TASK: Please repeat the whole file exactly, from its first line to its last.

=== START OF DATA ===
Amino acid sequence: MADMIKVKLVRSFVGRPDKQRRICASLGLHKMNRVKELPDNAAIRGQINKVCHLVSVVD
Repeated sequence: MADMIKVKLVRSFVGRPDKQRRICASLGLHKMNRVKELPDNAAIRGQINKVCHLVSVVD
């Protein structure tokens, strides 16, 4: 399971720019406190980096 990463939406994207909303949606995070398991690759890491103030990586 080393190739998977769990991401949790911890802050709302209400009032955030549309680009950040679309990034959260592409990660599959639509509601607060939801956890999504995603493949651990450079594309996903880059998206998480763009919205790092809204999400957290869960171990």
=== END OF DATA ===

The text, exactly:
Amino acid sequence: MADMIKVKLVRSFVGRPDKQRRICASLGLHKMNRVKELPDNAAIRGQINKVCHLVSVVD
Repeated sequence: MADMIKVKLVRSFVGRPDKQRRICASLGLHKMNRVKELPDNAAIRGQINKVCHLVSVVD
């Protein structure tokens, strides 16, 4: 399971720019406190980096 990463939406994207909303949606995070398991690759890491103030990586 080393190739998977769990991401949790911890802050709302209400009032955030549309680009950040679309990034959260592409990660599959639509509601607060939801956890999504995603493949651990450079594309996903880059998206998480763009919205790092809204999400957290869960171990």